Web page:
Setting up the Java Play Framework
I recently spent a disproportionate amount of time setting up the Java Play Framework, so wanted to document the steps in order to help anyone else in the future!
For clarity, the setup procedure here is also related to build tools, in this case Gradle/SBT/Activator and IDEs (IntelliJ CE 2016).
The Play Framework comes with it’s own build tool, based on SBT since it is a scale based tool. Activator is the name of the build tool, and it seems to work reasonably well. In trying to get the web framework setup, however, I wanted to keep the same build tool as I had on other projects, namely Gradle. It turned out, that this was a very difficult task to achieve due to some innate incompatibilities. In the end I settled with using Activator, because the process had become a bit of a time sink.
Step 1 - Install Scala Plugin
Ensure IntelliJ has the Scala Plugin installed. The Scala plugin comes with
support for the Play Framework 2.0+ (although I found that not to be the case
for the latest release). So in order to install it go to preferences
⌘ ,. In
the plugins tab, ensure that Scala is checked. If not, check it for download
and install. You will need to restart IntelliJ.
Step 2 - Create new Project
From here follow the normal procedure for creating a new project in IntelliJ. However, choose Scala as the project type (even if you are developing in Java) and then choose Activator as the subtype.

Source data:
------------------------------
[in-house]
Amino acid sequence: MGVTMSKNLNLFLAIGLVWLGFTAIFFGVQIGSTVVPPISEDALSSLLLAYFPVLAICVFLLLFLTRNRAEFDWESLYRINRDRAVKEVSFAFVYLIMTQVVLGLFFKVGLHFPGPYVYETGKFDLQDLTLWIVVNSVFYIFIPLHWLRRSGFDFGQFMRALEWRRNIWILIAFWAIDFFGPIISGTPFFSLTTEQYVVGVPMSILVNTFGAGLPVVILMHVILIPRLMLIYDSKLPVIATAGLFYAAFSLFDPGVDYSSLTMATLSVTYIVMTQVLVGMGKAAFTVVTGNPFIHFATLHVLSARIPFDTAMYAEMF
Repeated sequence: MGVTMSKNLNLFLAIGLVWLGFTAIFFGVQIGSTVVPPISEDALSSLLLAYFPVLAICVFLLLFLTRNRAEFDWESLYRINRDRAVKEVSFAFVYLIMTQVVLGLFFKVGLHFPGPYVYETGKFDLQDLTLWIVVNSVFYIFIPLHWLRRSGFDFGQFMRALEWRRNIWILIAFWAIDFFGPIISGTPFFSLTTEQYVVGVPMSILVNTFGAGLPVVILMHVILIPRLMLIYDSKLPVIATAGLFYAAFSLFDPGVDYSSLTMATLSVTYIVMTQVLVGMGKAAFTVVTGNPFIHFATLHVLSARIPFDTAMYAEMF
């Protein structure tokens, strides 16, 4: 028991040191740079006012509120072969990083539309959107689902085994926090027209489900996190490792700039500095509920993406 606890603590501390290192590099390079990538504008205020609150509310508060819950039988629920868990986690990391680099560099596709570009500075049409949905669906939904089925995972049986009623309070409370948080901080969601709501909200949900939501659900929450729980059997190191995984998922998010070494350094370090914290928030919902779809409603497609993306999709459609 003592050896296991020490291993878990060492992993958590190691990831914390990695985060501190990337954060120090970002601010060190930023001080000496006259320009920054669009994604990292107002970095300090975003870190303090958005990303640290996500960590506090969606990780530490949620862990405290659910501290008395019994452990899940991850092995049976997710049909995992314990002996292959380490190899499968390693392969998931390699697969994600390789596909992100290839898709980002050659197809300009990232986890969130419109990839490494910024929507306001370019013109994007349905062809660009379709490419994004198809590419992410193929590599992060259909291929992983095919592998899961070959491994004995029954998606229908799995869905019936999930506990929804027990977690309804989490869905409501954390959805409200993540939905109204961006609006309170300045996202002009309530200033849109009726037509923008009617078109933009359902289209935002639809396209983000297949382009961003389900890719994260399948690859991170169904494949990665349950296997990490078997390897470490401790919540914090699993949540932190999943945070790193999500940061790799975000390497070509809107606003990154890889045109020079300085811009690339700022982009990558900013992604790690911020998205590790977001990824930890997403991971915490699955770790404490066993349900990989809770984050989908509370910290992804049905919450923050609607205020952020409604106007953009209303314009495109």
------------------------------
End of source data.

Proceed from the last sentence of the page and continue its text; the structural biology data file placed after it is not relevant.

From here you are given the opportunity to setup the project name but also a starter project brought to you from templates at Lightbend.
Step 3 - Choosing the starter template
At this point I found that my decision had a big effect on what would work. The result of my testing is that choose “Play 2.4 Java Seed” is best for my purposes. This provides you with a small template project, including some very basic application and integration tests. This was actually the main reason for wanting to use Play in the first place, since I was very underwhelmed with the testing options available for the Spark Framework.
The other thing to note, is that the choice for “Play 2.4 Java Seed” over “Play
Java Seed” was based on some incompatibility with IntelliJ, whereby a
symbol error would prevent the programme compiling in IntelliJ, although it
would compile fine using Activator.
Step 4 - Run the test suite
The test suite should run fine within IntelliJ on a brand new project, since IntelliJ recognises the flags on the test folder. However, the tests here are very specific and tied to the implementation of the tutorial template, so will break as soon as you change anything.
I realise that this is actually a very simple tutorial, and everything seems pretty obvious. I hadn’t initially considered that it would turn out like this, but realise now that all the trouble I had, has now brought me to the point where the process is very simple.
I will continue to use the Play Framework over the coming weeks to implement my
Web TTT, and I’m sure I’ll find some other intricacies that are worth noting.
For now that, the startup is pretty plain sailing, with packages placed into
lib/ directory being automatically added to the class path, and static
assets also managed out of the box.